**The first picture book by Animo Chen, winner of the 2020 BolognaRagazzi Award for Comics – Young Adult
**Includes illustrations selected for the 2019 Bologna Children’s Book Fair Illustrators Exhibition
One year after winning a BolognaRagazzi Award for The Short Elegy in 2020, Animo Chen served up another astounding visual feast–the Taiwanese-language illustrated poem Love Letter.
Taiwanese is a different language from Mandarin. For many in Taiwan, Taiwanese is their first language, their mother tongue, yet there are fewer and fewer new generations using it due to long-term political issues in Taiwan. In Love Letter, Animo composes a beautiful declaration of love for this language as well as trees and printed books (also getting old-fashioned), a confession from his soul.
Love Letter is a beautifully illustrated poem, but it could also be seen as an art book illuminated by text. The first few illustrations were shown in Animo’s solo exhibition Flemingia in 2018; they were also selected for the Illustrators Exhibition at the 2019 Bologna Children’s Book Fair. From these compositions, a complete narrative began to take shape in Animo’s mind.
The works shown in “Flemingia” depict trees in a variety of shapes and contours, evoking wisps of smoke or curls of hair, blurring the line between the concrete and the abstract. After Animo developed the concept of a book, he created new images almost fearsome in their majesty. The first three landscapes of the book actually connect to form a panorama with forests, log ponds, railroad tracks for transporting logs, paper mills, and old printing presses. Even when serving a narrative and illustrating knowledge, these compositions do not lose one bit of their artistic value.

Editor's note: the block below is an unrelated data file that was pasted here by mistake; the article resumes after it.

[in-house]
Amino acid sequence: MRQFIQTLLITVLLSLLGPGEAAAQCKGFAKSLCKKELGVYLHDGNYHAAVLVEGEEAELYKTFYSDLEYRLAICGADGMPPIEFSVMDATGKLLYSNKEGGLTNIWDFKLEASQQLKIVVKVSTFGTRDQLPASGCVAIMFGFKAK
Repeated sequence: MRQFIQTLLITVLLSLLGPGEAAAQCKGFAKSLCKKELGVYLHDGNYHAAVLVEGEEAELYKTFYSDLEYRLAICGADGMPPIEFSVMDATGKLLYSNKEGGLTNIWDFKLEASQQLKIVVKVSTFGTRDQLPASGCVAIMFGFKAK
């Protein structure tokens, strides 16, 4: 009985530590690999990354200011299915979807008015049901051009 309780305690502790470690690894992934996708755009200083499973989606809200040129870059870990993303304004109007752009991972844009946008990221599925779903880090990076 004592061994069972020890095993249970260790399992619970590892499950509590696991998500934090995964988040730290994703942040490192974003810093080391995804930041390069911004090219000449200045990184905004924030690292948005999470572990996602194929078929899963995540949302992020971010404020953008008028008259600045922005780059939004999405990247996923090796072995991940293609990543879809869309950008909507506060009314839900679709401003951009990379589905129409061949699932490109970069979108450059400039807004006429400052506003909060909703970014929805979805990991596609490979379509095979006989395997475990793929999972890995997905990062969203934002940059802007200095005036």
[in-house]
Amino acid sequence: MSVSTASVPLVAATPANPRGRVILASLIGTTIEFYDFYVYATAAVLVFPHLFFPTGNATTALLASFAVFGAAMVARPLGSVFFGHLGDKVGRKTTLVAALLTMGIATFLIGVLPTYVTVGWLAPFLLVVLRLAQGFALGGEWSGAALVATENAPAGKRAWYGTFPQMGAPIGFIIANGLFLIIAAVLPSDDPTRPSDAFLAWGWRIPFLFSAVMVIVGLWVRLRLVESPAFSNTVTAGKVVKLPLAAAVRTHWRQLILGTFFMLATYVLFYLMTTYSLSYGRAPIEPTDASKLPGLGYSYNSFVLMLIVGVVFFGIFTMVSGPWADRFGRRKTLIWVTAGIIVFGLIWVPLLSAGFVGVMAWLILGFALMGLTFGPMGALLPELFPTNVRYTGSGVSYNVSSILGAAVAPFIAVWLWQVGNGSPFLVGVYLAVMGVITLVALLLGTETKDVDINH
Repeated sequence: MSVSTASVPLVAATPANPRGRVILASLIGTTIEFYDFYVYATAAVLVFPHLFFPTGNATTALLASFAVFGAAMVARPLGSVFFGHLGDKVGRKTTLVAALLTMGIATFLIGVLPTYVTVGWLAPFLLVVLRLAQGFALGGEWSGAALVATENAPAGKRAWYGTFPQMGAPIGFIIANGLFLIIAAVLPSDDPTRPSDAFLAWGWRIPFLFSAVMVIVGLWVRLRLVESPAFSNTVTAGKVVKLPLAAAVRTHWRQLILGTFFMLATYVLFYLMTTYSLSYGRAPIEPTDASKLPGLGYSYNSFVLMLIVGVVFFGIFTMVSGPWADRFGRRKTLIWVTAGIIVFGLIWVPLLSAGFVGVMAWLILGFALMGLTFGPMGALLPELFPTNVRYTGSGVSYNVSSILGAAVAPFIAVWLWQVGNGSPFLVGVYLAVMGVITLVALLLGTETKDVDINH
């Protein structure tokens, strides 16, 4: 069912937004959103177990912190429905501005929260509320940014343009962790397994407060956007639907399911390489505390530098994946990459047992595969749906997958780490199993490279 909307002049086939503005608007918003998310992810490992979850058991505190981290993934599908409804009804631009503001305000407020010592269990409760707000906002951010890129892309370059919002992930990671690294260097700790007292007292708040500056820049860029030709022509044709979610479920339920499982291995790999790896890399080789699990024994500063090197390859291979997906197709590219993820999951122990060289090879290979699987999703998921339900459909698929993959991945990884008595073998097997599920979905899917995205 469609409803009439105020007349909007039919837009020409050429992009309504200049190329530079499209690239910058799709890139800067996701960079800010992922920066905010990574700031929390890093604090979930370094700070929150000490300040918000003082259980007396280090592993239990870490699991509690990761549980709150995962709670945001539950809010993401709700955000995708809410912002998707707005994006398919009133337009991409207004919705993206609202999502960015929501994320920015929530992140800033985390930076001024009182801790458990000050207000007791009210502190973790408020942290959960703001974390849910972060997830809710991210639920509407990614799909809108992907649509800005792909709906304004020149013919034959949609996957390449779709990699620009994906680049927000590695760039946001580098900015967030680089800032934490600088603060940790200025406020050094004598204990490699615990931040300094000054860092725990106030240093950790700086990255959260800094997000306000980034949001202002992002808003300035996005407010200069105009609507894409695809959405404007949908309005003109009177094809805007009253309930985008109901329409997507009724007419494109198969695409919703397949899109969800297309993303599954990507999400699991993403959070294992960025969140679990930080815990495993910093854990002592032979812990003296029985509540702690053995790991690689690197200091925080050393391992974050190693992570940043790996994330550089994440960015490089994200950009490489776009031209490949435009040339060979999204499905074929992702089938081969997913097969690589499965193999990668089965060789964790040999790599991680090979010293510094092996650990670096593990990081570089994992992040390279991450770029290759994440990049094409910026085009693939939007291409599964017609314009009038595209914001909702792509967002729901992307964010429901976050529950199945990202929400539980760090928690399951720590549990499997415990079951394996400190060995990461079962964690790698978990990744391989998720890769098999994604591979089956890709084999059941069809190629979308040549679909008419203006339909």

And of course, the poem is what completes this gentle love letter to the transformation of trees into books.“The relationship between trees and readers is the one relationship in the world that balances respect with possessiveness,” says Animo.
As part of its concept, the title of Love Letter on its cover is spelled out using real sticks collected by Animo. The text is not set with any computer font, but physically typeset with a metal font purchased from a foundry in Taipei. “I wanted every character to come from a different print run. It’s difficult to control the amount of ink and apply the perfect amount of pressure. But it’s okay–we’re not machines.”
This Love Letter is a confession of love to the author’s mother language, to trees, to books, to the entire process of book-making. But in the end, the reader will also realize that this is a love letter addressed to the reader out there themselves.
“Confessions do not come naturally. If someone confesses their love to you, please treat them well whether you return their feelings or not. It was a long and difficult road that led them to you.”–Animo
Animo also collaborated with Sam Liao, an award winning Taiwanese singer-songwriter, to create an animation using the book’s illustrations. The short film is a must-see, check:
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